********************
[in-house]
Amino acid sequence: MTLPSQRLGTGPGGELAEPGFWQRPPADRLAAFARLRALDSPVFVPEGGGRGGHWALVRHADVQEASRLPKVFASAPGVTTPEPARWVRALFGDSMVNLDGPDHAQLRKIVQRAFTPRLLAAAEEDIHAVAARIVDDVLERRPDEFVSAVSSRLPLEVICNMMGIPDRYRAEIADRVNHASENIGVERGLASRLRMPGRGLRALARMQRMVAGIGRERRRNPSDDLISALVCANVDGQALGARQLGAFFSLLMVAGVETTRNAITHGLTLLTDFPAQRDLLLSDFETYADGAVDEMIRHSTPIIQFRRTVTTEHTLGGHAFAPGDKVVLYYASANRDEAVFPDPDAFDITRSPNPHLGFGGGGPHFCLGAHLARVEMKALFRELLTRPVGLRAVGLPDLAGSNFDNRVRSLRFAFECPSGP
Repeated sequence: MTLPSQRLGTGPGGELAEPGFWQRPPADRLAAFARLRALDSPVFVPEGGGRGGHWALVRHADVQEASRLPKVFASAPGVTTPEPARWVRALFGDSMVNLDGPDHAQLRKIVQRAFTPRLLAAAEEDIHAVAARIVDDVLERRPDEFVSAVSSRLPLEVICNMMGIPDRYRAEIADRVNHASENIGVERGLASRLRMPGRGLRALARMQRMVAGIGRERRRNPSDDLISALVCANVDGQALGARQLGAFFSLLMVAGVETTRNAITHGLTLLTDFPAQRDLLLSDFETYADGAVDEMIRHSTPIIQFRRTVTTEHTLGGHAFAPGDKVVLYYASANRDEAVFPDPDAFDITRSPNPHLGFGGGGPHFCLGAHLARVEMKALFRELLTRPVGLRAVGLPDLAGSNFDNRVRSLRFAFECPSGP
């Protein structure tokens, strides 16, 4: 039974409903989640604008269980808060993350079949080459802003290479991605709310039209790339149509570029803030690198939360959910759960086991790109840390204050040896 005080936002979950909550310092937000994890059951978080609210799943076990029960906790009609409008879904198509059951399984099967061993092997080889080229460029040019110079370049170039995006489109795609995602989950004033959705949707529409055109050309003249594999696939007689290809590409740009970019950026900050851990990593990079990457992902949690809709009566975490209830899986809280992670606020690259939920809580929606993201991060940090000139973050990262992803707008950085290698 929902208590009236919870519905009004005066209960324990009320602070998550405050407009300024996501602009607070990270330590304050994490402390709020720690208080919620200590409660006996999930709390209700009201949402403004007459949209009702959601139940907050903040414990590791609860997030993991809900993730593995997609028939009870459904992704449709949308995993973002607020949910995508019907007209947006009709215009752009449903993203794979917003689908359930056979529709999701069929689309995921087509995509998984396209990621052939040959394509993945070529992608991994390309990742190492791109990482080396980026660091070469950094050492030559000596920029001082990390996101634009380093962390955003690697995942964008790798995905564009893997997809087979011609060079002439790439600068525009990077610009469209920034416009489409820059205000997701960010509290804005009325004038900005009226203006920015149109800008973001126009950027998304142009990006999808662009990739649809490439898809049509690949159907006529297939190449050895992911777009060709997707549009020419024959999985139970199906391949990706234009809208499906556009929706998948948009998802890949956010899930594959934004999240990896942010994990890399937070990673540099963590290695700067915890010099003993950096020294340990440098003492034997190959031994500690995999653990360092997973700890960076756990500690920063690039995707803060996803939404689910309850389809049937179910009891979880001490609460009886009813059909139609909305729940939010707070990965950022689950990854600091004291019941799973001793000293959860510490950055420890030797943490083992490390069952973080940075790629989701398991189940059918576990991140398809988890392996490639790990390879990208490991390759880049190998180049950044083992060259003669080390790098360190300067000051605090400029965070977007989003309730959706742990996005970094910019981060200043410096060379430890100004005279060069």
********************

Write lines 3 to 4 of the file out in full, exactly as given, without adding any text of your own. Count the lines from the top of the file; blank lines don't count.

Repeated sequence: MTLPSQRLGTGPGGELAEPGFWQRPPADRLAAFARLRALDSPVFVPEGGGRGGHWALVRHADVQEASRLPKVFASAPGVTTPEPARWVRALFGDSMVNLDGPDHAQLRKIVQRAFTPRLLAAAEEDIHAVAARIVDDVLERRPDEFVSAVSSRLPLEVICNMMGIPDRYRAEIADRVNHASENIGVERGLASRLRMPGRGLRALARMQRMVAGIGRERRRNPSDDLISALVCANVDGQALGARQLGAFFSLLMVAGVETTRNAITHGLTLLTDFPAQRDLLLSDFETYADGAVDEMIRHSTPIIQFRRTVTTEHTLGGHAFAPGDKVVLYYASANRDEAVFPDPDAFDITRSPNPHLGFGGGGPHFCLGAHLARVEMKALFRELLTRPVGLRAVGLPDLAGSNFDNRVRSLRFAFECPSGP
């Protein structure tokens, strides 16, 4: 039974409903989640604008269980808060993350079949080459802003290479991605709310039209790339149509570029803030690198939360959910759960086991790109840390204050040896 005080936002979950909550310092937000994890059951978080609210799943076990029960906790009609409008879904198509059951399984099967061993092997080889080229460029040019110079370049170039995006489109795609995602989950004033959705949707529409055109050309003249594999696939007689290809590409740009970019950026900050851990990593990079990457992902949690809709009566975490209830899986809280992670606020690259939920809580929606993201991060940090000139973050990262992803707008950085290698 929902208590009236919870519905009004005066209960324990009320602070998550405050407009300024996501602009607070990270330590304050994490402390709020720690208080919620200590409660006996999930709390209700009201949402403004007459949209009702959601139940907050903040414990590791609860997030993991809900993730593995997609028939009870459904992704449709949308995993973002607020949910995508019907007209947006009709215009752009449903993203794979917003689908359930056979529709999701069929689309995921087509995509998984396209990621052939040959394509993945070529992608991994390309990742190492791109990482080396980026660091070469950094050492030559000596920029001082990390996101634009380093962390955003690697995942964008790798995905564009893997997809087979011609060079002439790439600068525009990077610009469209920034416009489409820059205000997701960010509290804005009325004038900005009226203006920015149109800008973001126009950027998304142009990006999808662009990739649809490439898809049509690949159907006529297939190449050895992911777009060709997707549009020419024959999985139970199906391949990706234009809208499906556009929706998948948009998802890949956010899930594959934004999240990896942010994990890399937070990673540099963590290695700067915890010099003993950096020294340990440098003492034997190959031994500690995999653990360092997973700890960076756990500690920063690039995707803060996803939404689910309850389809049937179910009891979880001490609460009886009813059909139609909305729940939010707070990965950022689950990854600091004291019941799973001793000293959860510490950055420890030797943490083992490390069952973080940075790629989701398991189940059918576990991140398809988890392996490639790990390879990208490991390759880049190998180049950044083992060259003669080390790098360190300067000051605090400029965070977007989003309730959706742990996005970094910019981060200043410096060379430890100004005279060069």